“I’ve talked to quite a lot of different kinds of record producers in my time—George Martin, Brian Eno, and I’ve shared a house with Jimmy Iovine. Everybody has a completely different way of going about producing, but the one thing I saw in common was the role of making it move forward.”
THE PRODUCER AND THE ARTIST
When Stewart came together with Stevie Nicks to make her album In Your Dreams, it had been a long time since Nicks had recorded anything. “She was very doubtful,” Stewart remembers. “She’d lost a lot of confidence in studios and her experience at studios. I said, ‘Let’s just do it at your house.’ She agreed, and all of a sudden, her living room had a little desk, and her backing singers and friends would come around. It was fine. Whatever was making her feel really good, let’s have that. I like to create an atmosphere where everybody can do whatever and be not scared to make mistakes.
“A band is complicated,” he continues. “All these characters can get a bit stuck because a lot of times, they keep going down the same tracks of arguments they had years ago. It’s trying to divert those old habits of going down the same ski ruts. A little bit like being a therapist—I’m not a therapist, but it’s as important, if not more important, than all the recording techniques.”
Stewart likens making an album to creating a painting. “It’s infinite possibilities of instruments, notes, words—where do you start?” he says. “I have a goal in mind, and I always describe it. Every artform is putting content into context. I like just starting. When you do that, it’s like chipping a little hole, a crack in the wall, and light comes through it. Artists that I’ve worked with, whether they’re really young and never made a record before, or it’s Bryan Ferry and he’s made loads of records, that’s something they appreciate. ‘Oh, thank God, someone’s chipped a hole in this wall.’”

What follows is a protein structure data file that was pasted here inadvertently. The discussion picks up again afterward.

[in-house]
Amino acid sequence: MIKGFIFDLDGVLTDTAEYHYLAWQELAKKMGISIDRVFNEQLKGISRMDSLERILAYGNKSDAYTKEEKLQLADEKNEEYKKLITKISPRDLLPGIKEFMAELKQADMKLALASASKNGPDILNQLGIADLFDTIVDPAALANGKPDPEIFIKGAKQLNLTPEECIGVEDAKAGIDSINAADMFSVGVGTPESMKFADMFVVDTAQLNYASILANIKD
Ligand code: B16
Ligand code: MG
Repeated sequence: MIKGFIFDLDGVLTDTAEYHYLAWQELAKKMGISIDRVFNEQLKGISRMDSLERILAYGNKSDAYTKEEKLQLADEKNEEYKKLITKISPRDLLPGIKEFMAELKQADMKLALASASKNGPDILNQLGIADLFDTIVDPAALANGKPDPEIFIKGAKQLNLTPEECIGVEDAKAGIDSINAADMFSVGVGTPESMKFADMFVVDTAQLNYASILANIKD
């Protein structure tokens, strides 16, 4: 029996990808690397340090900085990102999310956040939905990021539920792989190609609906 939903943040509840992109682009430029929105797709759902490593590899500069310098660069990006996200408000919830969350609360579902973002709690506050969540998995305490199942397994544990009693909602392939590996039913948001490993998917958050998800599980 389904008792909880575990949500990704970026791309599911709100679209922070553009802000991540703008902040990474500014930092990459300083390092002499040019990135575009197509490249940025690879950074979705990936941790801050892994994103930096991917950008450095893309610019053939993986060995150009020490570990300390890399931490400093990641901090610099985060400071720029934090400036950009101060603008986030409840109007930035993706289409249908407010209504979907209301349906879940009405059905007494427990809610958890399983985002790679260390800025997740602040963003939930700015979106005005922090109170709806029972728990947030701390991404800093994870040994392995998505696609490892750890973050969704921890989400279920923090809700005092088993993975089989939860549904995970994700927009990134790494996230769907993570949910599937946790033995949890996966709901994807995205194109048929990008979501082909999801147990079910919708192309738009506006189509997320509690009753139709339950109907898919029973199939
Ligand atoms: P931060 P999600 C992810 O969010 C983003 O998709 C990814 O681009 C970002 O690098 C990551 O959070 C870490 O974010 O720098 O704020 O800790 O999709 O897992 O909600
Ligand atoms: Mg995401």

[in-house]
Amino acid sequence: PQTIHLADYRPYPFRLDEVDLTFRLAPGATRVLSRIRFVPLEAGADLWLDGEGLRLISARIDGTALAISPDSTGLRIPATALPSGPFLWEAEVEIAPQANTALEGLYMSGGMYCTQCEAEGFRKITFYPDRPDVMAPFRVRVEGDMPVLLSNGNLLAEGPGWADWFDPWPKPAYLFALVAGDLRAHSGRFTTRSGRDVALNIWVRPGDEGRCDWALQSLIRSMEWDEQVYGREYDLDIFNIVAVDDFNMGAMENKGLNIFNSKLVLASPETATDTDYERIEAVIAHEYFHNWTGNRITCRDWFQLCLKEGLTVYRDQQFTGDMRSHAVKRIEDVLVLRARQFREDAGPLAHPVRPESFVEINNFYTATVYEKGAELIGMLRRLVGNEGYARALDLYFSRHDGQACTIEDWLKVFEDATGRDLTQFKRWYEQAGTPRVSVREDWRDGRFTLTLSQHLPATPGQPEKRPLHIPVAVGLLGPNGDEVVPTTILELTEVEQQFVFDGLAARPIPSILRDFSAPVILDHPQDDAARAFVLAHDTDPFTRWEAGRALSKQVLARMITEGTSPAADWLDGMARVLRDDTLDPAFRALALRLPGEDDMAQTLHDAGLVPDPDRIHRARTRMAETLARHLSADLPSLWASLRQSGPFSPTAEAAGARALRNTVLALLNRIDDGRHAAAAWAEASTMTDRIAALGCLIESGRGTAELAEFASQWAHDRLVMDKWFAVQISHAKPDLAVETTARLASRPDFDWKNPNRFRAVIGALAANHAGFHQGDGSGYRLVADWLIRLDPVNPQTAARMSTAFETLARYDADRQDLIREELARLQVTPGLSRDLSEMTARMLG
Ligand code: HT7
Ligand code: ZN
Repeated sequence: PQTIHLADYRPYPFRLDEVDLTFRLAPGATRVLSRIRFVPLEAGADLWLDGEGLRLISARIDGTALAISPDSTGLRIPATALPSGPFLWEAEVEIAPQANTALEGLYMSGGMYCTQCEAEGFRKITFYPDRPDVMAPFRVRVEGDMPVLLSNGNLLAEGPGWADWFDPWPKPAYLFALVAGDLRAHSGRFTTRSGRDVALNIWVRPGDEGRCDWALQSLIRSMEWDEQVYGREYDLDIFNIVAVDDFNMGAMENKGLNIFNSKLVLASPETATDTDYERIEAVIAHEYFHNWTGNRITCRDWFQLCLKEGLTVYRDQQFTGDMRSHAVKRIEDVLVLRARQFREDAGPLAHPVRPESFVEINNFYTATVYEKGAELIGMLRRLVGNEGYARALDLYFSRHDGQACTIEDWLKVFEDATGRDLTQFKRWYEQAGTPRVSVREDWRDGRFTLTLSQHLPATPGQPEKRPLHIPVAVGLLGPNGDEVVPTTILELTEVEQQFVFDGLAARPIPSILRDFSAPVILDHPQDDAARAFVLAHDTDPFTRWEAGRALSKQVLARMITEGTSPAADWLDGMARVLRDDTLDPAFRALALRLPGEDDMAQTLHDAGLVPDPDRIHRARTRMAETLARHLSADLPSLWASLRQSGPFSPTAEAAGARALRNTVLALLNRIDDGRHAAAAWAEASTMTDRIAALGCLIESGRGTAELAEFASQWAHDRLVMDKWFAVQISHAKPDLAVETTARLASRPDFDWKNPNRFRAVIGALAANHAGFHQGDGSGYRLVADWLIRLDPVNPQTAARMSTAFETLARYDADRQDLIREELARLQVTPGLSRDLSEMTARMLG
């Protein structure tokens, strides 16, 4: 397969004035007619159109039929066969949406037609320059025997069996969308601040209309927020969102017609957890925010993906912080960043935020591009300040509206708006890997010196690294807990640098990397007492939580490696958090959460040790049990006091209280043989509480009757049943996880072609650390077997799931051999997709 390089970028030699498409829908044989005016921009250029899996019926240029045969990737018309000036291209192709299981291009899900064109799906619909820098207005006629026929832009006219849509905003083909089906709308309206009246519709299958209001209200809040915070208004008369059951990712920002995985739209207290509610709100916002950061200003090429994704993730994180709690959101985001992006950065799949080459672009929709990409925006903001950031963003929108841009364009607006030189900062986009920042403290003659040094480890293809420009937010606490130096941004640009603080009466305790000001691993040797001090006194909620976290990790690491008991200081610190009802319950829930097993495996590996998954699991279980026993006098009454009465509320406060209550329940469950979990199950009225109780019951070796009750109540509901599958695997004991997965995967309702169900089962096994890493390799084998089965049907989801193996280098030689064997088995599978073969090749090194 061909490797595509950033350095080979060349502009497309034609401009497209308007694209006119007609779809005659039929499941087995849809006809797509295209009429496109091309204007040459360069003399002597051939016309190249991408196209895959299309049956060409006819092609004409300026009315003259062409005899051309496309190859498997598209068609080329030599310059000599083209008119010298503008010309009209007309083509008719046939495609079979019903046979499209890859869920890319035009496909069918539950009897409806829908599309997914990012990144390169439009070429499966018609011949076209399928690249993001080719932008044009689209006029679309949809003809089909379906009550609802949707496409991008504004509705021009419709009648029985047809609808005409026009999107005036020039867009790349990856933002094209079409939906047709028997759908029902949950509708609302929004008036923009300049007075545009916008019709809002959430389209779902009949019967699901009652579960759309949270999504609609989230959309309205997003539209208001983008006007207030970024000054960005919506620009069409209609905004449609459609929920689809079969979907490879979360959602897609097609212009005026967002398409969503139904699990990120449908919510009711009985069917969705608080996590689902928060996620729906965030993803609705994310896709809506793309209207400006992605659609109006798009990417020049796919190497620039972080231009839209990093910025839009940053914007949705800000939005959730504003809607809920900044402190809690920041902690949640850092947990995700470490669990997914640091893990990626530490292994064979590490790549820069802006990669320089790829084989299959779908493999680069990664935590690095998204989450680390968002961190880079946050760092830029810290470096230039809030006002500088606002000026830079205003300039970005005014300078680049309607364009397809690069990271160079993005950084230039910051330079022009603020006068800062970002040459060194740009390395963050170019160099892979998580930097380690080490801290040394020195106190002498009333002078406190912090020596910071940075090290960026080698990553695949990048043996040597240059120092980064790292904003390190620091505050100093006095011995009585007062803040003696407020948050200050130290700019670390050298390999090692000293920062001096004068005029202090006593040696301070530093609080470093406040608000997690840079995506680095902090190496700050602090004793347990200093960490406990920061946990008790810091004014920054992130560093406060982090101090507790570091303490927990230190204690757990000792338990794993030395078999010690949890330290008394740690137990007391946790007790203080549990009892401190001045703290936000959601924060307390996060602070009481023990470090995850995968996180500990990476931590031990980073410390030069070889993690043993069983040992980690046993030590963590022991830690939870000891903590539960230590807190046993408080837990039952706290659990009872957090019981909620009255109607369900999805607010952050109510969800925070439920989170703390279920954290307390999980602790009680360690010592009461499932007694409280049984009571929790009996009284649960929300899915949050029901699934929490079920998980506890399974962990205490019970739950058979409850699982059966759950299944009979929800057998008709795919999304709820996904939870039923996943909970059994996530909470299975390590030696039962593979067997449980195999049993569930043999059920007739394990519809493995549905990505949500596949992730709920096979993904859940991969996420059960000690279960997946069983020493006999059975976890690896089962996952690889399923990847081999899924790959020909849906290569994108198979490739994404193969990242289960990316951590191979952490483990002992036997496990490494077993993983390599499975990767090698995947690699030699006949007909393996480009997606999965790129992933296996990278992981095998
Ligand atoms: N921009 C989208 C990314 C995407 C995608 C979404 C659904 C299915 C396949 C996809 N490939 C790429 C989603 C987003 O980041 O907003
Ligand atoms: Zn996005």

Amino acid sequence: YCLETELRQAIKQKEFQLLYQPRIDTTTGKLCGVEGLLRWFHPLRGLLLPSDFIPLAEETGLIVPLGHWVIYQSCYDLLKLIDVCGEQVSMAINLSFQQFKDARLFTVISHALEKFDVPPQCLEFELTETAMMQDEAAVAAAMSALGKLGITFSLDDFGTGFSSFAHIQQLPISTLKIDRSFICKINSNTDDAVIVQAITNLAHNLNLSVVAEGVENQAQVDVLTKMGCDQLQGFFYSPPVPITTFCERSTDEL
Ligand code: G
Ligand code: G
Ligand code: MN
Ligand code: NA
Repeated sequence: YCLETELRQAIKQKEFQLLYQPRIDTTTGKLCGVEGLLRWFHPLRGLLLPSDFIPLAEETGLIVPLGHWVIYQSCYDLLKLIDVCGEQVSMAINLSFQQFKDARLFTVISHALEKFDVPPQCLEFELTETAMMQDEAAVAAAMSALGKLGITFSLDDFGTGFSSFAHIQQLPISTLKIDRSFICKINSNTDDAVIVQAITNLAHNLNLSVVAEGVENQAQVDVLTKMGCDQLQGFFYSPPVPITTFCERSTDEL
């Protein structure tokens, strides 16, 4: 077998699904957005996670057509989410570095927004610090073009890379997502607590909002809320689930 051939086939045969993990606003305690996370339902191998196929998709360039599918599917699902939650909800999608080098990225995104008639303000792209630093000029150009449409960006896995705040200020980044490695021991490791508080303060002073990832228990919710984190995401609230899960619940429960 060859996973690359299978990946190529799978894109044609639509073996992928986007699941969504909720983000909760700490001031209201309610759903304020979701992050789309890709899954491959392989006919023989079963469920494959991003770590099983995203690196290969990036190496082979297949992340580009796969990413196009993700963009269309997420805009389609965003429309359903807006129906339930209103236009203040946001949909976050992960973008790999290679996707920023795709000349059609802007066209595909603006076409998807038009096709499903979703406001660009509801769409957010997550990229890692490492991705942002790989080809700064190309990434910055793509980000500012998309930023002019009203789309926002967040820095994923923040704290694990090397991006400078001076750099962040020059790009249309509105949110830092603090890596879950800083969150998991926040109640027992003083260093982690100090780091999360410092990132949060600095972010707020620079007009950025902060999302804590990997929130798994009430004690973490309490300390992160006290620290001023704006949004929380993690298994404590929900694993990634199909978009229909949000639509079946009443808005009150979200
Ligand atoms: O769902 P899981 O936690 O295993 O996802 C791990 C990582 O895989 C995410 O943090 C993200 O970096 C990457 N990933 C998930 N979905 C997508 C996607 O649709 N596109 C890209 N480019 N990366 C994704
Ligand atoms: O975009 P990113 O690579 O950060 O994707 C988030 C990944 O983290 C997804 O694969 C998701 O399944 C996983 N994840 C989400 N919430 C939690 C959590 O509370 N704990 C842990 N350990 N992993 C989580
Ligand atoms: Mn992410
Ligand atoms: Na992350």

Over the years, the increased portability of recording has had a positive correlation with Stewart’s creativity. The advent of four-track and eight-track tape recorders, he says, loosened the shackles of big commercial studios in the early ’80s. Eurythmics’ most ubiquitous hit, “Sweet Dreams” was made on an eight-track.
“I was overwhelmed with artists asking me, ‘How’d you do that?’” Stewart recalls. “I had to explain, you only need this equipment with some kind of reverb, some kind of delay in it, a little mixer, and a four-track or an eight-track. If you need to do more, you bounce those onto one track like the Beatles did making Sergeant Pepper’s. Later, loads of people from the hip hop world said, ‘When we heard [your music], we went and got [that equipment].”
Stewart started to learn guitar at the age of 13 and was introduced to Jimi Hendrix and Electric Ladyland a few years later, in 1968. He remembers the “amazing and wild-sounding” sound in the opening of “…And the Gods Made Love,” with tricky guitar playing and the noise of the pedals. He traces that forward to Beck’s “Loser” in 1993, when, “You could make fucked- up sounds and still have them be really popular,” he explains. “Two 24-tracks joined together. Now we’re going to have Pro Tools. We can record everything. Let’s record 12 guitar takes and five drum tracks. We’ll keep them all and sort them out later.”
Except, Stewart doesn’t like “sorting anything out later.” Instead, he says, “I like deciding right then on gut instinct. Even on my new album, everything’s the first take. There’s an orchestra on some of the songs, and maybe we did the song twice, but it’s normally once. One artist can make an album in a week and another might take two years. If the end result is brilliant, it doesn’t matter how they did it.”
Stewart credits his production and studio know-how in part to prolific German producer and engineer Konrad “Conny” Plank. A key figure in the experimental German music scene, Plank was generous in teaching Stewart and Lennox what he knew and pushing the boundaries with sound sources and creation. Plank made Stewart realize that he was allowed to do absolutely anything in order to get the sound or effect he wanted.
“On ‘Sweet Dreams,’ people think it’s a synthesizer, but it’s [Lennox] and I playing milk bottles with sticks,” Stewart reveals. “When I was recording ‘Sisters Are Doin’ It for Themselves,’ I didn’t want a maraca. It had to be larger-sounding, but not a cabasa, which is difficult and also has a sound. I wanted a sound not like anything, but that gave the feeling that it was the biggest shaker in the world. I got this giant tin in the studio filled with pencils and bits of metal and sharpeners, and I was shaking it all the way through. At that point, it wasn’t a perfect percussion play in time. We had to make it exactly in time with the drums.